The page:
would be to ensure that a plan had been developed and that all reasonable
alternatives to segregation had been explored. Where the plan for reintegration
involved a negotiated return to the population of the parent institution,
requiring the assistance of the Inmate Committee, the Native Brotherhood,
or an Elder, the hearing should include these parties. If the plan involved
a transfer to another institution, the adjudicator would ensure that the
necessary progress summaries were prepared and that transfer time frames
were complied with. If the transfer was rejected, the adjudicator could
order the convening of a regional segregation/transfer board chaired by
the deputy commissioner of the region or a delegate with the legal authority
to order a transfer.
In involuntary cases, the warden would also retain the initial authority
to segregate the prisoner. However, here the independent adjudicator would
conduct the five-day review as well as any subsequent thirty-day reviews.
In an involuntary case, the burden is on the institution to demonstrate
that there are grounds justifying segregation and that there are no reasonable
alternatives. Because this position is likely to be contested, independent
adjudication is required early in the process. Furthermore, where the
institution’s case for segregation is based on an ongoing investigation,
the independent adjudicator could establish a reasonable time frame for
the completion of the investigation. At the thirty-day review, the onus
would be on the institution to demonstrate a continuing need for segregation
and to present a plan for reintegration. Subsequent reviews would monitor
the implementation of the plan.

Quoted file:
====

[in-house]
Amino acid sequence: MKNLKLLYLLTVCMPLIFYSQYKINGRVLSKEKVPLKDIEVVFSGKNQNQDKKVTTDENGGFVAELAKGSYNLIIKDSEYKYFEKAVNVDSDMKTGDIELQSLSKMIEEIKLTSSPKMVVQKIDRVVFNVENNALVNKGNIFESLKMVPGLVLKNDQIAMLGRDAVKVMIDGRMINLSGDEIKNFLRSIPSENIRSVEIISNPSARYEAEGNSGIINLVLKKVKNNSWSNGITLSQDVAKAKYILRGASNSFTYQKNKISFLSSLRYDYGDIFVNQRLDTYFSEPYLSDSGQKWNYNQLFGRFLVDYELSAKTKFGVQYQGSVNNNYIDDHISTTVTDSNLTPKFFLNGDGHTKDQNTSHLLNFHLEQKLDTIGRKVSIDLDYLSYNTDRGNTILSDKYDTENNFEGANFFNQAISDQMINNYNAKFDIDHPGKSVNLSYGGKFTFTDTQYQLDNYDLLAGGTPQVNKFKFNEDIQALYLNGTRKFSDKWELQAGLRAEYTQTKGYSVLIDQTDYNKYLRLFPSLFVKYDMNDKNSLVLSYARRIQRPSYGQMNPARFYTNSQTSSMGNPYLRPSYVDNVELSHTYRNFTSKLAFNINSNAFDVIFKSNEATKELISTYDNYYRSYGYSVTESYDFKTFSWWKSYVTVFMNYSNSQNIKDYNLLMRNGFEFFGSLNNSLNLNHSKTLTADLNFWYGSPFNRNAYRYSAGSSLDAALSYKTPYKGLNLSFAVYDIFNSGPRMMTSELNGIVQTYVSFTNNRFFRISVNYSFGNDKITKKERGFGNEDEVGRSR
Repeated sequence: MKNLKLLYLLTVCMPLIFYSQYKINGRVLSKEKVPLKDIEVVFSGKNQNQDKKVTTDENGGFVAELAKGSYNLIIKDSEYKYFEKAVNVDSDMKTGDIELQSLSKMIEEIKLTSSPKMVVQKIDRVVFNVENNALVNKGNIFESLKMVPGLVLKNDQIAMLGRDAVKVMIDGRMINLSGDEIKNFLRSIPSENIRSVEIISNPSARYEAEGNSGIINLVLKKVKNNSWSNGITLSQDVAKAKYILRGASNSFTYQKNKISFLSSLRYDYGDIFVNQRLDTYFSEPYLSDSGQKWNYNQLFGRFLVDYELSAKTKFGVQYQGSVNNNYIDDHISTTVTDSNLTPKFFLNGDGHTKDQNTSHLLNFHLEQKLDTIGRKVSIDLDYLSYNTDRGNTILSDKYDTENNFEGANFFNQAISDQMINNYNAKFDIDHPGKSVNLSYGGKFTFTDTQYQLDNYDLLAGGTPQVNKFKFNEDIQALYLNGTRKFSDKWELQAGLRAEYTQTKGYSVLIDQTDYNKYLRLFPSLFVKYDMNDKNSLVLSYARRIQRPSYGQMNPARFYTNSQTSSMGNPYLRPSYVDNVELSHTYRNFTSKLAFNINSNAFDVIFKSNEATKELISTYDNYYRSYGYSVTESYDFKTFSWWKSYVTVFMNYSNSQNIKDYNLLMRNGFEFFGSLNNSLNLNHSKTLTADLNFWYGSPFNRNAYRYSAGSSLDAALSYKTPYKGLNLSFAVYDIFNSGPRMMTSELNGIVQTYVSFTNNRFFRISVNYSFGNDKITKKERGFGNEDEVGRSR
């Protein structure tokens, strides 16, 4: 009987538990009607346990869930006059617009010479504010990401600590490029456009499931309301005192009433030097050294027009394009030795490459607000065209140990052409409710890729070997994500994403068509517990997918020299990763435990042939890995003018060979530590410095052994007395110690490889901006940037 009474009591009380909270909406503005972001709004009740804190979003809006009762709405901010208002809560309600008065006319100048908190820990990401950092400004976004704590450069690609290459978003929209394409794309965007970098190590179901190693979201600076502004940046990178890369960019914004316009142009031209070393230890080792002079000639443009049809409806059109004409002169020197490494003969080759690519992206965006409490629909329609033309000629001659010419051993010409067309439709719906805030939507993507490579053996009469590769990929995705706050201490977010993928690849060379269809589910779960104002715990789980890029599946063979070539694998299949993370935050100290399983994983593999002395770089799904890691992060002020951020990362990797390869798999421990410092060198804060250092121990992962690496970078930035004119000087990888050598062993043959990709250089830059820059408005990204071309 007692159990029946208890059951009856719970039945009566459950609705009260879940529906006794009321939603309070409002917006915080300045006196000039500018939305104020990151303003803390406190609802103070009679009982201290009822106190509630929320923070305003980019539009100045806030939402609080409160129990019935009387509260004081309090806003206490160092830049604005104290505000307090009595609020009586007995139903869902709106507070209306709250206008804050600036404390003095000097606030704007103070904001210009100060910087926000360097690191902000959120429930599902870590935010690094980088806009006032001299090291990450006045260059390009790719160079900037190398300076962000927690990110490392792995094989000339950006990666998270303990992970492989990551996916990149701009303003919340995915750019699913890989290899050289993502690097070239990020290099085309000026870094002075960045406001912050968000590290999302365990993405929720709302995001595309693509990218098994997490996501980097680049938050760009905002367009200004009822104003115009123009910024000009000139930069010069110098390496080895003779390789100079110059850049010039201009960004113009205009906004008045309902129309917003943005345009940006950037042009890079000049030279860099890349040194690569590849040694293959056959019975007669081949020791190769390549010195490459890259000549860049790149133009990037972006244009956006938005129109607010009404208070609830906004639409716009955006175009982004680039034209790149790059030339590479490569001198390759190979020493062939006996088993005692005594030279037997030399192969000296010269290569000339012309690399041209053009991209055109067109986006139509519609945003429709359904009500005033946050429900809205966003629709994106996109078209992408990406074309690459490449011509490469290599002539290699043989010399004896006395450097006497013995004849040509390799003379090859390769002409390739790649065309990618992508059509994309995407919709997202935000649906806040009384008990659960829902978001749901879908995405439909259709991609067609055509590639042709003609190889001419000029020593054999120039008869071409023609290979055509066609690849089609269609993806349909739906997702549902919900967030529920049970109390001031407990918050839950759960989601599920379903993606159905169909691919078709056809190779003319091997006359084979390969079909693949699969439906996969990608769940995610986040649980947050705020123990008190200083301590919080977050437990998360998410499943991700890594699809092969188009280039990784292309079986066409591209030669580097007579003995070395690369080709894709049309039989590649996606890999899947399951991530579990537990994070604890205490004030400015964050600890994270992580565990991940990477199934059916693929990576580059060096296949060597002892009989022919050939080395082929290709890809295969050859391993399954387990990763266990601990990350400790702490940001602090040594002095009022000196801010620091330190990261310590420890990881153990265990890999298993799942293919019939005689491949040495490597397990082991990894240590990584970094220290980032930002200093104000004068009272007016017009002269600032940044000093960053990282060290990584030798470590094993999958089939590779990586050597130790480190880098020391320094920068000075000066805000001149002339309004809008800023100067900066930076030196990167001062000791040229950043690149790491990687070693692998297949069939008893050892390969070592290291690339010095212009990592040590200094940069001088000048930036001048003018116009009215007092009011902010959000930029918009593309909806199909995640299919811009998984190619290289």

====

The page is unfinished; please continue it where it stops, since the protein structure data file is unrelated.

An integral part of the experiment the Task Force proposed would be
to determine how the best blend between an enhanced segregation review
process and independent adjudication could be achieved. In identifying
the contours of the experiment, the Task Force considered a number of
issues, including the authority of the adjudicator.
In both my original Model Segregation Code and the model I developed
for the Task Force, as well as in Madam Justice Arbour’s model, the independent
adjudicator has the final legal authority. However, to enable the experiment
with independent adjudication to be implemented immediately, indeed fast-tracked,
the Task Force agreed it would have to be done within the framework of
the existing law, under which the warden retains ultimate legal authority
to make segregation decisions. The results of the experiment would thus
be relevant in determining whether it was necessary to change the law
so that the adjudicator was given the power to make decisions rather than
just recommendations. The Task Force recommended that the experiment with
independent adjudication take place in four institutions, two of which
would have independent adjudicators and two of which, for comparative
purposes, would not. It was recommended that the enhanced internal review
process be initiated in all institutions.
It was our considered view that the Task Force’s proposed model of reform,
encompassing an enhanced internal review process and an experiment with
independent adjudication within the existing framework of the law, would
contribute to the development of a fair and effective segregation process.
In keeping with the clarion call of the House of Commons Sub-Committee
on the Penitentiary System in 1977 and the report of Madam Justice Arbour
in 1996, it would also encourage the development of a correctional culture
and operational practice that respected the Rule of Law.